Competition is healthy. It drives up the quality of work we produce.
If you’re writing a blog, you’re competing with millions of other bloggers out there (with thousands more starting each day). You’re also competing with Time.com, Facebook, Twitter and every news outlets for attention.
If you’re a musician, you’re competing with the thousands of established labels and musicians already entrenched on your audience’s iPhones and Spotify playlists. You’re also competing with the thousands of indie artists and amateurs uploading their songs through GarageBand on their new Mac to share on YouTube.
If you make physical products, you not only have to compete with Target, Amazon, and other established brands that provide a one-stop shop for virtually anything your customer might want. You also have to compete with all of the new store owners powered by WooCommerce, Etsy, Shopify, and Square. Let’s go ahead and add in the entrepreneurs on Kickstarter as well.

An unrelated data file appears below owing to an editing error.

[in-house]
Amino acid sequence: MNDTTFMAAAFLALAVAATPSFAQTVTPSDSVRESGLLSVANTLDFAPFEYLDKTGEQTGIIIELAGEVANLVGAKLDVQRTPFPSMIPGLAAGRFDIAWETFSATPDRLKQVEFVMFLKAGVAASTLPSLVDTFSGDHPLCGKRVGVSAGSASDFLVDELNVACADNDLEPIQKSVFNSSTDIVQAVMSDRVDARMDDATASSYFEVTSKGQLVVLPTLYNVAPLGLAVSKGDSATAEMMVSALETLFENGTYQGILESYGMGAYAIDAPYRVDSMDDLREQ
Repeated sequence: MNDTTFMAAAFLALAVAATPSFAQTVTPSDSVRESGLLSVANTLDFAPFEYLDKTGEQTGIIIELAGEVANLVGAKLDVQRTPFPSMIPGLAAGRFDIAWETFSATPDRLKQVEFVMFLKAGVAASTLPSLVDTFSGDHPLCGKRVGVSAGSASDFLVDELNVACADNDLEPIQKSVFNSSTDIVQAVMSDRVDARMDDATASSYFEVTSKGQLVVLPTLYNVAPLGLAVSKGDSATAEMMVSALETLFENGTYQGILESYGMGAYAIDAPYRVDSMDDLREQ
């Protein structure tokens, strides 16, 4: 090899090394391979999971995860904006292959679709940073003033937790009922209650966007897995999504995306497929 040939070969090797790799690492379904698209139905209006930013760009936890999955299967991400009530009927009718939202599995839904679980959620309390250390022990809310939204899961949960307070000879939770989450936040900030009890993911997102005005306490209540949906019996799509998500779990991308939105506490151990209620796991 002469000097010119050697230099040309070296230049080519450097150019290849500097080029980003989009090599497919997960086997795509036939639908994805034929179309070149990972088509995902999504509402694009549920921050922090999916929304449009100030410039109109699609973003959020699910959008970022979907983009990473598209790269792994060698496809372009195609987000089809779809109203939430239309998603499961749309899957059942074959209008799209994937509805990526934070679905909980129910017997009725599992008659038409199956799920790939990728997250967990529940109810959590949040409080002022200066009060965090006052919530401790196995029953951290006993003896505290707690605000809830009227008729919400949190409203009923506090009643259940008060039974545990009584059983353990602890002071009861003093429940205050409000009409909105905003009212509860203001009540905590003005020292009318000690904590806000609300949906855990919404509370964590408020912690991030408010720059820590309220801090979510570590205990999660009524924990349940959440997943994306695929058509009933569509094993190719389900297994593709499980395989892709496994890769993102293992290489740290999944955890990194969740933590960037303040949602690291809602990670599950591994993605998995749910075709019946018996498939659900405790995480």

The same concept applies for podcasters, painters, photographers, and any other creative out there on the planet.
In The Long Tail by Chris Anderson, he presents two simple facts applicable to creatives:
- The potential audience for your work is growing. Unbridled selection on the internet and powerful search tools means it’s possible for a consumer to find virtually anything they want online including your work. You can now build a diehard audience without the previous constraints of an existing distribution list, special connections, or physical proximity.
- Along with that potential new audience comes competition. While it has become easier and easier to reach your target audience, it has also become easier and easier to produce art as well.
This all boils down to a simple question: You’re always competing against someone for your audience’s attention. You have to identify your edge.
What dimensions of your craft can you compete on and have an unhealthy advantage?